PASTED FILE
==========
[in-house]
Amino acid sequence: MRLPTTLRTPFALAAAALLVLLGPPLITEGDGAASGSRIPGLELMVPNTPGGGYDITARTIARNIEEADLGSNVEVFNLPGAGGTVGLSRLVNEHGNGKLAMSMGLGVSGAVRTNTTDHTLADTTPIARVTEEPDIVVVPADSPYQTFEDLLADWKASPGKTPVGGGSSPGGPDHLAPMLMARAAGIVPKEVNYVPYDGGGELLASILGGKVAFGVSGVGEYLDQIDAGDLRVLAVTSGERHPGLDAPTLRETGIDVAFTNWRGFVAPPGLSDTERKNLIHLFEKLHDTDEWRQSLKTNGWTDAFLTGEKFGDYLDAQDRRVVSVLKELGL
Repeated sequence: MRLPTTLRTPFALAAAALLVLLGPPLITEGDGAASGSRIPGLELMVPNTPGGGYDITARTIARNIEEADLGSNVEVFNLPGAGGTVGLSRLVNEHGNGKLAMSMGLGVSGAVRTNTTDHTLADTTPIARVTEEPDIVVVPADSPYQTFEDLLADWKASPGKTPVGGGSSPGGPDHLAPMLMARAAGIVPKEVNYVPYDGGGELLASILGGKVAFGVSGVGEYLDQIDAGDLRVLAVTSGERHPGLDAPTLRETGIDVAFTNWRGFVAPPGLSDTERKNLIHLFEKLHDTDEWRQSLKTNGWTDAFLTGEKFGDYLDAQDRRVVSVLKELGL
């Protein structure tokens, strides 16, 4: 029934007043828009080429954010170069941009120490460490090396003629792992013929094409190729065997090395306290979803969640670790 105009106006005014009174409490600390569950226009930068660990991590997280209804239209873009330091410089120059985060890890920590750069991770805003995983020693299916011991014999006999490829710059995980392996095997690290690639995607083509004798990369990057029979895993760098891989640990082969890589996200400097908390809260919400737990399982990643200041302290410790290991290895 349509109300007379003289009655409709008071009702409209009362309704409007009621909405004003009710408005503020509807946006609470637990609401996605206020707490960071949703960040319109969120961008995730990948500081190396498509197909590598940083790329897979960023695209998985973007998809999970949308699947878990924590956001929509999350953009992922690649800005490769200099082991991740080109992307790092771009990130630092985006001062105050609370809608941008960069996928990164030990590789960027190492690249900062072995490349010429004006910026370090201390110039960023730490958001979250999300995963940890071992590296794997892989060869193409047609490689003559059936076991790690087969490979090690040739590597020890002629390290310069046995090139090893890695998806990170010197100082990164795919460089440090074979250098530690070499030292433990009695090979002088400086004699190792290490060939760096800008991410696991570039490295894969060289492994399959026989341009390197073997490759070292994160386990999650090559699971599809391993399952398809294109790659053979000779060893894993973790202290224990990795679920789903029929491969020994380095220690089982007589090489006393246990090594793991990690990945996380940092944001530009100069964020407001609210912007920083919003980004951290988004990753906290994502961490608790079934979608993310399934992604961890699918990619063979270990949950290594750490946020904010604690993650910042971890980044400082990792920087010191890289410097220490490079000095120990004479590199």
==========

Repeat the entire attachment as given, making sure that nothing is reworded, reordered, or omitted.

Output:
[in-house]
Amino acid sequence: MRLPTTLRTPFALAAAALLVLLGPPLITEGDGAASGSRIPGLELMVPNTPGGGYDITARTIARNIEEADLGSNVEVFNLPGAGGTVGLSRLVNEHGNGKLAMSMGLGVSGAVRTNTTDHTLADTTPIARVTEEPDIVVVPADSPYQTFEDLLADWKASPGKTPVGGGSSPGGPDHLAPMLMARAAGIVPKEVNYVPYDGGGELLASILGGKVAFGVSGVGEYLDQIDAGDLRVLAVTSGERHPGLDAPTLRETGIDVAFTNWRGFVAPPGLSDTERKNLIHLFEKLHDTDEWRQSLKTNGWTDAFLTGEKFGDYLDAQDRRVVSVLKELGL
Repeated sequence: MRLPTTLRTPFALAAAALLVLLGPPLITEGDGAASGSRIPGLELMVPNTPGGGYDITARTIARNIEEADLGSNVEVFNLPGAGGTVGLSRLVNEHGNGKLAMSMGLGVSGAVRTNTTDHTLADTTPIARVTEEPDIVVVPADSPYQTFEDLLADWKASPGKTPVGGGSSPGGPDHLAPMLMARAAGIVPKEVNYVPYDGGGELLASILGGKVAFGVSGVGEYLDQIDAGDLRVLAVTSGERHPGLDAPTLRETGIDVAFTNWRGFVAPPGLSDTERKNLIHLFEKLHDTDEWRQSLKTNGWTDAFLTGEKFGDYLDAQDRRVVSVLKELGL
């Protein structure tokens, strides 16, 4: 029934007043828009080429954010170069941009120490460490090396003629792992013929094409190729065997090395306290979803969640670790 105009106006005014009174409490600390569950226009930068660990991590997280209804239209873009330091410089120059985060890890920590750069991770805003995983020693299916011991014999006999490829710059995980392996095997690290690639995607083509004798990369990057029979895993760098891989640990082969890589996200400097908390809260919400737990399982990643200041302290410790290991290895 349509109300007379003289009655409709008071009702409209009362309704409007009621909405004003009710408005503020509807946006609470637990609401996605206020707490960071949703960040319109969120961008995730990948500081190396498509197909590598940083790329897979960023695209998985973007998809999970949308699947878990924590956001929509999350953009992922690649800005490769200099082991991740080109992307790092771009990130630092985006001062105050609370809608941008960069996928990164030990590789960027190492690249900062072995490349010429004006910026370090201390110039960023730490958001979250999300995963940890071992590296794997892989060869193409047609490689003559059936076991790690087969490979090690040739590597020890002629390290310069046995090139090893890695998806990170010197100082990164795919460089440090074979250098530690070499030292433990009695090979002088400086004699190792290490060939760096800008991410696991570039490295894969060289492994399959026989341009390197073997490759070292994160386990999650090559699971599809391993399952398809294109790659053979000779060893894993973790202290224990990795679920789903029929491969020994380095220690089982007589090489006393246990090594793991990690990945996380940092944001530009100069964020407001609210912007920083919003980004951290988004990753906290994502961490608790079934979608993310399934992604961890699918990619063979270990949950290594750490946020904010604690993650910042971890980044400082990792920087010191890289410097220490490079000095120990004479590199």